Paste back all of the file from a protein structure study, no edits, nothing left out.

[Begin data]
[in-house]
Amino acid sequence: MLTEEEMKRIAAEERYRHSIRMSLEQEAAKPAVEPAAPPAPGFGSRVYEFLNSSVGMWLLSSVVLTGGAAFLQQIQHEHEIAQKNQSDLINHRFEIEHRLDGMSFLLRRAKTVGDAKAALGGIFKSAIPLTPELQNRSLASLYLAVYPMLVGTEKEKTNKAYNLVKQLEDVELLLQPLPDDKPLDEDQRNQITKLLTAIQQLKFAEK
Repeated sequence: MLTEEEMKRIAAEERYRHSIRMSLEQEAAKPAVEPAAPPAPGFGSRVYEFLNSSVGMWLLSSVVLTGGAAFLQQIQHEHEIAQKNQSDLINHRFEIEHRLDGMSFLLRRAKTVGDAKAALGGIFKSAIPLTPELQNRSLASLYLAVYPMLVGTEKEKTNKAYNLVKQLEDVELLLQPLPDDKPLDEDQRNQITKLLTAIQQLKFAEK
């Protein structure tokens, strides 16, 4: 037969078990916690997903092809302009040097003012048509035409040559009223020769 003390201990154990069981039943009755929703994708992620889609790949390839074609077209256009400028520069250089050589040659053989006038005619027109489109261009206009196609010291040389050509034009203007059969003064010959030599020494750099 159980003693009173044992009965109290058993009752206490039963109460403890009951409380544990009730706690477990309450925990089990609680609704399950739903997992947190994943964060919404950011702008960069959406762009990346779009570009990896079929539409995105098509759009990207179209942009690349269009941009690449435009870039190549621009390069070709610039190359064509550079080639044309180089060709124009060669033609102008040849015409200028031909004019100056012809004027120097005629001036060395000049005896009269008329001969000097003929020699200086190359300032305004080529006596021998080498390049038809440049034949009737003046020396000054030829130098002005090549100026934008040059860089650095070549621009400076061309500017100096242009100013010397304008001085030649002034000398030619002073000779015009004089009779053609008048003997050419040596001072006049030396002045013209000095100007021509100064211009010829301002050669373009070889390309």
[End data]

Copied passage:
[in-house]
Amino acid sequence: MLTEEEMKRIAAEERYRHSIRMSLEQEAAKPAVEPAAPPAPGFGSRVYEFLNSSVGMWLLSSVVLTGGAAFLQQIQHEHEIAQKNQSDLINHRFEIEHRLDGMSFLLRRAKTVGDAKAALGGIFKSAIPLTPELQNRSLASLYLAVYPMLVGTEKEKTNKAYNLVKQLEDVELLLQPLPDDKPLDEDQRNQITKLLTAIQQLKFAEK
Repeated sequence: MLTEEEMKRIAAEERYRHSIRMSLEQEAAKPAVEPAAPPAPGFGSRVYEFLNSSVGMWLLSSVVLTGGAAFLQQIQHEHEIAQKNQSDLINHRFEIEHRLDGMSFLLRRAKTVGDAKAALGGIFKSAIPLTPELQNRSLASLYLAVYPMLVGTEKEKTNKAYNLVKQLEDVELLLQPLPDDKPLDEDQRNQITKLLTAIQQLKFAEK
């Protein structure tokens, strides 16, 4: 037969078990916690997903092809302009040097003012048509035409040559009223020769 003390201990154990069981039943009755929703994708992620889609790949390839074609077209256009400028520069250089050589040659053989006038005619027109489109261009206009196609010291040389050509034009203007059969003064010959030599020494750099 159980003693009173044992009965109290058993009752206490039963109460403890009951409380544990009730706690477990309450925990089990609680609704399950739903997992947190994943964060919404950011702008960069959406762009990346779009570009990896079929539409995105098509759009990207179209942009690349269009941009690449435009870039190549621009390069070709610039190359064509550079080639044309180089060709124009060669033609102008040849015409200028031909004019100056012809004027120097005629001036060395000049005896009269008329001969000097003929020699200086190359300032305004080529006596021998080498390049038809440049034949009737003046020396000054030829130098002005090549100026934008040059860089650095070549621009400076061309500017100096242009100013010397304008001085030649002034000398030619002073000779015009004089009779053609008048003997050419040596001072006049030396002045013209000095100007021509100064211009010829301002050669373009070889390309």